I was not a fan of this particular plot development at all. First of all, we have no idea who Shem and Ila are as a couple, so we have no reason to care whether they reconcile or not. I mean, I get that the whole point of this is the continuation of humans, or whatever, but come on. How are we supposed to care whether there are more humans or not if we don’t even care about the few humans we’ve already got?
Who the heck is Shem, anyway? He’s hardly ever in the story. He’s just kind of…there. Sometimes, he stands next to things. Oh, and his hair wafts around in the breeze a lot. Ila had a little more to do and a lot more screen time, but I still didn’t come out of the theater feeling like I had any idea who she was as a person.
I would have preferred Shem finding Ila first, making up with her, and THEN Methuselah could come along and sprinkle her with his magic pixie dust. That would have given us at least some idea of what their relationship is like and why we should be interested in it. You know, by NOT removing obstacles from their path with convenient plot manipulations.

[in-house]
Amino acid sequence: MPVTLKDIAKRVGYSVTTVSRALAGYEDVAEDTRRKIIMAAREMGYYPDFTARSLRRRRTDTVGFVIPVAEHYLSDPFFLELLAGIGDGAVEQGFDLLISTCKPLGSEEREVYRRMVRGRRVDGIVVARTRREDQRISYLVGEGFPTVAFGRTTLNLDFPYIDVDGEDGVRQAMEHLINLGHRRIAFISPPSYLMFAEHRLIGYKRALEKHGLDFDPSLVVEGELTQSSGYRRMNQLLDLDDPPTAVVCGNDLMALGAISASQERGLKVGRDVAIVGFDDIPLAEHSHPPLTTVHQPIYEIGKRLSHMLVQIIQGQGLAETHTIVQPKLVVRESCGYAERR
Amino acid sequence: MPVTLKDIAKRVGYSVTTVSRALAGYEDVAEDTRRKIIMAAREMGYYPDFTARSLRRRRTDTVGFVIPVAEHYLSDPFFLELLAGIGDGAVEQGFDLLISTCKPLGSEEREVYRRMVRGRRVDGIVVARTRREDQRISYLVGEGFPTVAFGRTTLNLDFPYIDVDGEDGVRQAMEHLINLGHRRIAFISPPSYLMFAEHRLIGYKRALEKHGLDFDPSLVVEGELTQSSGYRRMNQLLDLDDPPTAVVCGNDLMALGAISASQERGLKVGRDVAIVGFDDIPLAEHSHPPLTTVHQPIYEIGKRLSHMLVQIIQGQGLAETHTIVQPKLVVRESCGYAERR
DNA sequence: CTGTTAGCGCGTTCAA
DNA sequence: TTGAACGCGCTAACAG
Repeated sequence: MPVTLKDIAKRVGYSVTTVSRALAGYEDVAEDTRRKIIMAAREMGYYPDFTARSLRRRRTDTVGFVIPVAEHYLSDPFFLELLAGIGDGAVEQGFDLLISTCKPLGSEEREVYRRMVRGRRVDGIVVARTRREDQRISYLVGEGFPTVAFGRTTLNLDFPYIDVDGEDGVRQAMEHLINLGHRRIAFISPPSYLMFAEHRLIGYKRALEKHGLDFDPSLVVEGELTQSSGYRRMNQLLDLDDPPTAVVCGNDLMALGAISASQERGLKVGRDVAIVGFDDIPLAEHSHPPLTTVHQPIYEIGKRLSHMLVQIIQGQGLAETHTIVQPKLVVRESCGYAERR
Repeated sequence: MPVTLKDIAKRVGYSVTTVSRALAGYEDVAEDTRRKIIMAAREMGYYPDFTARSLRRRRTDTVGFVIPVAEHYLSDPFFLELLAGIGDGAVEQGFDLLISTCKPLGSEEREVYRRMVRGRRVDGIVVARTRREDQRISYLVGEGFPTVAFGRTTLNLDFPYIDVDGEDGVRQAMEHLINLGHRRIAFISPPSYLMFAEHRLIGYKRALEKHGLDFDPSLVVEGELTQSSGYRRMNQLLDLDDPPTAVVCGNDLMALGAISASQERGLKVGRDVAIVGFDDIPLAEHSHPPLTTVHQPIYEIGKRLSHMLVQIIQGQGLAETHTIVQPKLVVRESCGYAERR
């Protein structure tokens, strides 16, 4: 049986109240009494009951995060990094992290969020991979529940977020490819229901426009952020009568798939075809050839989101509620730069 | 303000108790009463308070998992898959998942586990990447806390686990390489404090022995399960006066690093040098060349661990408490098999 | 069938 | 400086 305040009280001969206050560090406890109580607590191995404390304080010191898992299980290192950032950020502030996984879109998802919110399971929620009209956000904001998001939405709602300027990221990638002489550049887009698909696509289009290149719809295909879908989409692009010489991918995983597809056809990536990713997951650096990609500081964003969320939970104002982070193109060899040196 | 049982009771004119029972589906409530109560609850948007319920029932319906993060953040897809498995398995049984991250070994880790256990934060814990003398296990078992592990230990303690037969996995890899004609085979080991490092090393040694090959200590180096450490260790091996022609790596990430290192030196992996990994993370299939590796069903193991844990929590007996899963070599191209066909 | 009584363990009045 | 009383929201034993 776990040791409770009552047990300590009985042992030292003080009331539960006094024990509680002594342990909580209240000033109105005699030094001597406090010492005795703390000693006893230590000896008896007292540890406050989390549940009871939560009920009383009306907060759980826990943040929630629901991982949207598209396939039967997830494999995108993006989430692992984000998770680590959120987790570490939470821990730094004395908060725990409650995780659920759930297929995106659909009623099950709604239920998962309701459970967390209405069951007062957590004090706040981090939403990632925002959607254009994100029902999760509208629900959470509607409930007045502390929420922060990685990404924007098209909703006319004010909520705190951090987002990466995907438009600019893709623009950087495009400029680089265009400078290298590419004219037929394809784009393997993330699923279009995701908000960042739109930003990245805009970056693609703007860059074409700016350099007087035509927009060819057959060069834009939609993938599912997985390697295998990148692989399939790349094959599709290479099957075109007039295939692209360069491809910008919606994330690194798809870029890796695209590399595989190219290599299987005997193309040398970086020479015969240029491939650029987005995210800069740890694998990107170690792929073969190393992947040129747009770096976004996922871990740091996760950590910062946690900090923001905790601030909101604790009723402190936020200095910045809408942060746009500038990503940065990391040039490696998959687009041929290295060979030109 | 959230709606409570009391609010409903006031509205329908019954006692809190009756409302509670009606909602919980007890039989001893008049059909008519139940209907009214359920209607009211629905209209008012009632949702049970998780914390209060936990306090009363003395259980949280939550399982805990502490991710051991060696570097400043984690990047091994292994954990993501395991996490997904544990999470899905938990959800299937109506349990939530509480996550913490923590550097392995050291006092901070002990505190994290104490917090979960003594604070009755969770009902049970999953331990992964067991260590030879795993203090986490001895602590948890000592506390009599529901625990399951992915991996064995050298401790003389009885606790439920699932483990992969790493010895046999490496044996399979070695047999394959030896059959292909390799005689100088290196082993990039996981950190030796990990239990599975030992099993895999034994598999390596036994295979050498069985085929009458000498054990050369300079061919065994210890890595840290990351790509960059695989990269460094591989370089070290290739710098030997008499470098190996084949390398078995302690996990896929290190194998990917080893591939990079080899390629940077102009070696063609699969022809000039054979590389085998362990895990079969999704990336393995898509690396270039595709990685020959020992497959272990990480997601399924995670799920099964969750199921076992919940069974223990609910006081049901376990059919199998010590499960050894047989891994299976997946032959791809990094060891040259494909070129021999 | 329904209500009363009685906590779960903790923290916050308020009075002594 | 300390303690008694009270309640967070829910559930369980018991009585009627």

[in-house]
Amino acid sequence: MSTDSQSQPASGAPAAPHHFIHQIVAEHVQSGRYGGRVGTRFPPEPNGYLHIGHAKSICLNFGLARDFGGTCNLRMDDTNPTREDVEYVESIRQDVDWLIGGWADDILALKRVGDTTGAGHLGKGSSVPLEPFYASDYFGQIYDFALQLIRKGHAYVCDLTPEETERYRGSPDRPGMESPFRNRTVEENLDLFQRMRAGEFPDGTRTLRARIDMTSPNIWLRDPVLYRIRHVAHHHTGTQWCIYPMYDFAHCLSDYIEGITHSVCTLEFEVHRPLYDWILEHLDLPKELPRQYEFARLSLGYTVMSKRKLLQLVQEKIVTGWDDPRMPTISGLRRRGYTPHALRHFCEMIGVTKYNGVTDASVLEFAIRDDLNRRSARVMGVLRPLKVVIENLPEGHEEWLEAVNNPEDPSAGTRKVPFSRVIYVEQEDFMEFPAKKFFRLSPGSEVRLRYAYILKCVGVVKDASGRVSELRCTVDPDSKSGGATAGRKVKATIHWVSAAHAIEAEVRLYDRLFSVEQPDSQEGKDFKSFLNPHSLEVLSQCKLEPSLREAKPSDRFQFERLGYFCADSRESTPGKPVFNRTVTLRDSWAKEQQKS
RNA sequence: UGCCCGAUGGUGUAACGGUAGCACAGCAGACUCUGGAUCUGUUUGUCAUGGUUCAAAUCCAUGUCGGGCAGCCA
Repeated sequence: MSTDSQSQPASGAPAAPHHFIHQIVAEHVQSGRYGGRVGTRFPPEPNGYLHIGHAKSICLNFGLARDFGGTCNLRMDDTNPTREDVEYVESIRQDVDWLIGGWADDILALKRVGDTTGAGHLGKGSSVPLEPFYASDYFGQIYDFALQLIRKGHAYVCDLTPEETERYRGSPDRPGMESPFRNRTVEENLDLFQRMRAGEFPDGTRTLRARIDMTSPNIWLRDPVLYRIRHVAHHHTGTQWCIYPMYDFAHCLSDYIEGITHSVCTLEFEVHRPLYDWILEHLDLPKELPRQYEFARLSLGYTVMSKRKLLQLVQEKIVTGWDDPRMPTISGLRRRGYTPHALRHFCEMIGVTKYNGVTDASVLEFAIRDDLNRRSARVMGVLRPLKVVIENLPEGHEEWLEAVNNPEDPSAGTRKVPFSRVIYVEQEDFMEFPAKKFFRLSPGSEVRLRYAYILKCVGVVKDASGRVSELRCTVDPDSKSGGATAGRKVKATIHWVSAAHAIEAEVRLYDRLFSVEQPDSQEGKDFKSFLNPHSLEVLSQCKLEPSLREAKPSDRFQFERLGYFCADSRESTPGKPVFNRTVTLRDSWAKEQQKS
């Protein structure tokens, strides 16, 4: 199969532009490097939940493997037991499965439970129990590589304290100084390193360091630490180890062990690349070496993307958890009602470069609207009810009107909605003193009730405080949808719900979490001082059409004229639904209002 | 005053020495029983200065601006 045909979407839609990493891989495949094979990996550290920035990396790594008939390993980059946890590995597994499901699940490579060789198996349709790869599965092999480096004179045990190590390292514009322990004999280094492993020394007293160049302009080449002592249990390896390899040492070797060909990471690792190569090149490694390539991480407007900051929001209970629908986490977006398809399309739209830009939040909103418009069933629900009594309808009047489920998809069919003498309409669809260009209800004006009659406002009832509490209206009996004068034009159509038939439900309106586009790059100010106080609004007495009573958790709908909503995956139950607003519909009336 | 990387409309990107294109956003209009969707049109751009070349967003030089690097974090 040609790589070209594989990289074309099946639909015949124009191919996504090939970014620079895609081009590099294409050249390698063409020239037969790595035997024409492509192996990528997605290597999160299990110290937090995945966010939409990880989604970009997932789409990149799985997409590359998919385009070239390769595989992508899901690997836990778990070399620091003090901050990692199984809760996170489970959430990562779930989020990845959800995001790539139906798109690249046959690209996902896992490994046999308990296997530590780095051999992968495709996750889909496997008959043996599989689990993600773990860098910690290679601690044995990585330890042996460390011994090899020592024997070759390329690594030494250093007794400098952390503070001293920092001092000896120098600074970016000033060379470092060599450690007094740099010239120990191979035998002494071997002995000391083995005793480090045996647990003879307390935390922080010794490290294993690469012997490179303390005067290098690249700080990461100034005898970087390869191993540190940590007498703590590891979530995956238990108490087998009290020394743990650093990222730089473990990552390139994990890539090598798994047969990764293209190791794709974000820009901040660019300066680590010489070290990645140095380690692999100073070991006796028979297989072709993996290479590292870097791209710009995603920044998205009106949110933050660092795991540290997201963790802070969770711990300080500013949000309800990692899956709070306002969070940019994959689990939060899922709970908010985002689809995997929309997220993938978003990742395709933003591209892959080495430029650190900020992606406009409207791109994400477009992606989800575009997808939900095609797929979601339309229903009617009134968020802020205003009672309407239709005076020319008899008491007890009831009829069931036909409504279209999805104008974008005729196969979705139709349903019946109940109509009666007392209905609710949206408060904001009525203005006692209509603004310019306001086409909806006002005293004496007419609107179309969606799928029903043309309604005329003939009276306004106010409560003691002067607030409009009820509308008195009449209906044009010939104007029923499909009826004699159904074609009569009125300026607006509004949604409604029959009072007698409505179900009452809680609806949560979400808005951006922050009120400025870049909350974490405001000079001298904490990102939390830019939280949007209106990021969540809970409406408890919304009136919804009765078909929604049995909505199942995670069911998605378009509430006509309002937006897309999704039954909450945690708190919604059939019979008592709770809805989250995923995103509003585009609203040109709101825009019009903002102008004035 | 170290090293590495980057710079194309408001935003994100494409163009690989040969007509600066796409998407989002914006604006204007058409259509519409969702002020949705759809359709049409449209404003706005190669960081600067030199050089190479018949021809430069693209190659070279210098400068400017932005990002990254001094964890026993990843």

Anyway, while all this is happening, Ham is wandering around the Black Hats’ settlement looking desperate. He falls into a ditch full of dead people and meets a grimy female who appears to be either very traumatized, or very insane. Probably both.
Ham’s really nice to her, so she agrees to go back to the ark with him. However, it starts to rain, and the Black Hats start to freak out because Noah was right all along and now they’re all toast. So, they all run off to try to get on the ark right as Ham and his new ladyfriend are starting to head back themselves.
Shem and Ila finally get back to the ark and Noah’s like “Where’s Ham?” and they look at each other guiltily because OMG, they totally forgot about Ham because they were too busy getting it on in the woods.
Ham and Potential Girlfriend (whose name I can’t remember because she wasn’t that important to anyone but Mr. Wildly Desperate) are trying to outrun the Black Hats, but then Potential Girlfriend gets her leg caught in a trap. Ham tries to help her, but he can’t get her out, and the Black Hat stampede is closing in rapidly behind them.
Suddenly, out of a nearby phone booth, Super Noah appears! Assessing the situation, Super Noah drags Ham away from Potential Girlfriend and leaves her to be trampled to death by hordes of Black Hats.